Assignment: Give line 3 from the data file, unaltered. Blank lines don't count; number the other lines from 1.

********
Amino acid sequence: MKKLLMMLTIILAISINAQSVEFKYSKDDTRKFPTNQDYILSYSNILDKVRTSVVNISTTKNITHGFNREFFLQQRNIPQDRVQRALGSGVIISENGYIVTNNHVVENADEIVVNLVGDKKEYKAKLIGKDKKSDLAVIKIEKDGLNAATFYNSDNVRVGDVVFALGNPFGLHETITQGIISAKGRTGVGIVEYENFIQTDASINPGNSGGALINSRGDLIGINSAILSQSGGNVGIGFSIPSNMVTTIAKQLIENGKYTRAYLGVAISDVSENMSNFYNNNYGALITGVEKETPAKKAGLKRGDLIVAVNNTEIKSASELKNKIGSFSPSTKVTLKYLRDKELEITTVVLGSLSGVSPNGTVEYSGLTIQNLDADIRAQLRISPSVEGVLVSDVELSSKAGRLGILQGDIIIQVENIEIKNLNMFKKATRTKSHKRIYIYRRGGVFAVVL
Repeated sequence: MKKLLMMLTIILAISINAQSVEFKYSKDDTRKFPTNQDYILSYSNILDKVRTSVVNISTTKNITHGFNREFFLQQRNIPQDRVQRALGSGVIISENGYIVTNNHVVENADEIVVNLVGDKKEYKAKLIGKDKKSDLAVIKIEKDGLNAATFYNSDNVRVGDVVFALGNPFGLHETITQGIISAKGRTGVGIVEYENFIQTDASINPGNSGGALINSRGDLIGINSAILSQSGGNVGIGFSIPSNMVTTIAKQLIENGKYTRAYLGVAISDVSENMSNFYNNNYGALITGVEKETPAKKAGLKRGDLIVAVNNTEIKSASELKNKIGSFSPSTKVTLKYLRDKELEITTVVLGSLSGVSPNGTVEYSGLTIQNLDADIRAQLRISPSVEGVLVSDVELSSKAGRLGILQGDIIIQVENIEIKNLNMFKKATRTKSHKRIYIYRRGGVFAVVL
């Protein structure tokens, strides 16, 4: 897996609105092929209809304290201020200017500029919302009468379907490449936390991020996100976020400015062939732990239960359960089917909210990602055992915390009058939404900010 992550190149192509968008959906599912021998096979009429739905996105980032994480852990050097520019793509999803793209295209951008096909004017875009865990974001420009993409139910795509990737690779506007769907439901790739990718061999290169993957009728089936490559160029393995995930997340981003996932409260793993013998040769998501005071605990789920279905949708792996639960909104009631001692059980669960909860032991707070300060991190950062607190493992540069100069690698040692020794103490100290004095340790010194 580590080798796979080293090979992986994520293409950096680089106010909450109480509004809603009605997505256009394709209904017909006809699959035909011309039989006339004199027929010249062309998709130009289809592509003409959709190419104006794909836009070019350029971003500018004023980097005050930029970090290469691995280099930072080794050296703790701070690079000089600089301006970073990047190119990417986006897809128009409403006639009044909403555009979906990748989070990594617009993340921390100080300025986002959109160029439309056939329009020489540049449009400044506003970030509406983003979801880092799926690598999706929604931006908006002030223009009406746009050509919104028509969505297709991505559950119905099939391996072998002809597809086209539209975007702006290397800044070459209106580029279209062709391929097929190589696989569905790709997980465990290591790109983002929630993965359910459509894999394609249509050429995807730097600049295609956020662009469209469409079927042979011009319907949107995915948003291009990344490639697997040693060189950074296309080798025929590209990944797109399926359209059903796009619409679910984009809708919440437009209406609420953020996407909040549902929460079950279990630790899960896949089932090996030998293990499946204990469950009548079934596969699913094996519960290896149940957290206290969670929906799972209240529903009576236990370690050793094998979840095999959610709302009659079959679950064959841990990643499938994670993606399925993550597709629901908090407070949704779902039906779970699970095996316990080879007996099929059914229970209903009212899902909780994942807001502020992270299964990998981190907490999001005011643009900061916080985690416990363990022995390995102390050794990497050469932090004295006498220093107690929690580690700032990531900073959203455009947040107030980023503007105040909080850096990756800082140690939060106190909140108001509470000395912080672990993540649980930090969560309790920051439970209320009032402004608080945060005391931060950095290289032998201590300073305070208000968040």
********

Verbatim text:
């Protein structure tokens, strides 16, 4: 897996609105092929209809304290201020200017500029919302009468379907490449936390991020996100976020400015062939732990239960359960089917909210990602055992915390009058939404900010 992550190149192509968008959906599912021998096979009429739905996105980032994480852990050097520019793509999803793209295209951008096909004017875009865990974001420009993409139910795509990737690779506007769907439901790739990718061999290169993957009728089936490559160029393995995930997340981003996932409260793993013998040769998501005071605990789920279905949708792996639960909104009631001692059980669960909860032991707070300060991190950062607190493992540069100069690698040692020794103490100290004095340790010194 580590080798796979080293090979992986994520293409950096680089106010909450109480509004809603009605997505256009394709209904017909006809699959035909011309039989006339004199027929010249062309998709130009289809592509003409959709190419104006794909836009070019350029971003500018004023980097005050930029970090290469691995280099930072080794050296703790701070690079000089600089301006970073990047190119990417986006897809128009409403006639009044909403555009979906990748989070990594617009993340921390100080300025986002959109160029439309056939329009020489540049449009400044506003970030509406983003979801880092799926690598999706929604931006908006002030223009009406746009050509919104028509969505297709991505559950119905099939391996072998002809597809086209539209975007702006290397800044070459209106580029279209062709391929097929190589696989569905790709997980465990290591790109983002929630993965359910459509894999394609249509050429995807730097600049295609956020662009469209469409079927042979011009319907949107995915948003291009990344490639697997040693060189950074296309080798025929590209990944797109399926359209059903796009619409679910984009809708919440437009209406609420953020996407909040549902929460079950279990630790899960896949089932090996030998293990499946204990469950009548079934596969699913094996519960290896149940957290206290969670929906799972209240529903009576236990370690050793094998979840095999959610709302009659079959679950064959841990990643499938994670993606399925993550597709629901908090407070949704779902039906779970699970095996316990080879007996099929059914229970209903009212899902909780994942807001502020992270299964990998981190907490999001005011643009900061916080985690416990363990022995390995102390050794990497050469932090004295006498220093107690929690580690700032990531900073959203455009947040107030980023503007105040909080850096990756800082140690939060106190909140108001509470000395912080672990993540649980930090969560309790920051439970209320009032402004608080945060005391931060950095290289032998201590300073305070208000968040």